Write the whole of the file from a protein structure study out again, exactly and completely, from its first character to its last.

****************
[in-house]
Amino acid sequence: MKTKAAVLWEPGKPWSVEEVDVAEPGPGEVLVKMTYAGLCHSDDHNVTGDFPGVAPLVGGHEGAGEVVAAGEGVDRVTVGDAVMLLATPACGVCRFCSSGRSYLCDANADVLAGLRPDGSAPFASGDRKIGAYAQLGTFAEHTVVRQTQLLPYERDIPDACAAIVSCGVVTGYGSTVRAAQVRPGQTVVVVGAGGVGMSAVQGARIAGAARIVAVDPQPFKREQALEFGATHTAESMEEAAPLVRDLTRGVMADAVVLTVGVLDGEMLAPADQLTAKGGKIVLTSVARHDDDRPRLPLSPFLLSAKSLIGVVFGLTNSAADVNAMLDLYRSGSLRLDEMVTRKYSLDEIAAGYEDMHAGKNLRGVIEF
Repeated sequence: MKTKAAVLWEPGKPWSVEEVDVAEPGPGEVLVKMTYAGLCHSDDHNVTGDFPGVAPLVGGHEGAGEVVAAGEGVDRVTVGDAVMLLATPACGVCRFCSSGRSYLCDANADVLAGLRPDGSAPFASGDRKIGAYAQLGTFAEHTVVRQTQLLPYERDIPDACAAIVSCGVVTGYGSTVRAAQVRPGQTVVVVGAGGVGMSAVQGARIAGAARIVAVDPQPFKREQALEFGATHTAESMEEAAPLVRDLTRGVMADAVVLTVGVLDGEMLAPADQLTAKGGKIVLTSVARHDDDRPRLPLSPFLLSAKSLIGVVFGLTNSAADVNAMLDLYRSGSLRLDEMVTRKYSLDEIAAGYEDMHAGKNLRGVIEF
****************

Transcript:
[in-house]
Amino acid sequence: MKTKAAVLWEPGKPWSVEEVDVAEPGPGEVLVKMTYAGLCHSDDHNVTGDFPGVAPLVGGHEGAGEVVAAGEGVDRVTVGDAVMLLATPACGVCRFCSSGRSYLCDANADVLAGLRPDGSAPFASGDRKIGAYAQLGTFAEHTVVRQTQLLPYERDIPDACAAIVSCGVVTGYGSTVRAAQVRPGQTVVVVGAGGVGMSAVQGARIAGAARIVAVDPQPFKREQALEFGATHTAESMEEAAPLVRDLTRGVMADAVVLTVGVLDGEMLAPADQLTAKGGKIVLTSVARHDDDRPRLPLSPFLLSAKSLIGVVFGLTNSAADVNAMLDLYRSGSLRLDEMVTRKYSLDEIAAGYEDMHAGKNLRGVIEF
Repeated sequence: MKTKAAVLWEPGKPWSVEEVDVAEPGPGEVLVKMTYAGLCHSDDHNVTGDFPGVAPLVGGHEGAGEVVAAGEGVDRVTVGDAVMLLATPACGVCRFCSSGRSYLCDANADVLAGLRPDGSAPFASGDRKIGAYAQLGTFAEHTVVRQTQLLPYERDIPDACAAIVSCGVVTGYGSTVRAAQVRPGQTVVVVGAGGVGMSAVQGARIAGAARIVAVDPQPFKREQALEFGATHTAESMEEAAPLVRDLTRGVMADAVVLTVGVLDGEMLAPADQLTAKGGKIVLTSVARHDDDRPRLPLSPFLLSAKSLIGVVFGLTNSAADVNAMLDLYRSGSLRLDEMVTRKYSLDEIAAGYEDMHAGKNLRGVIEF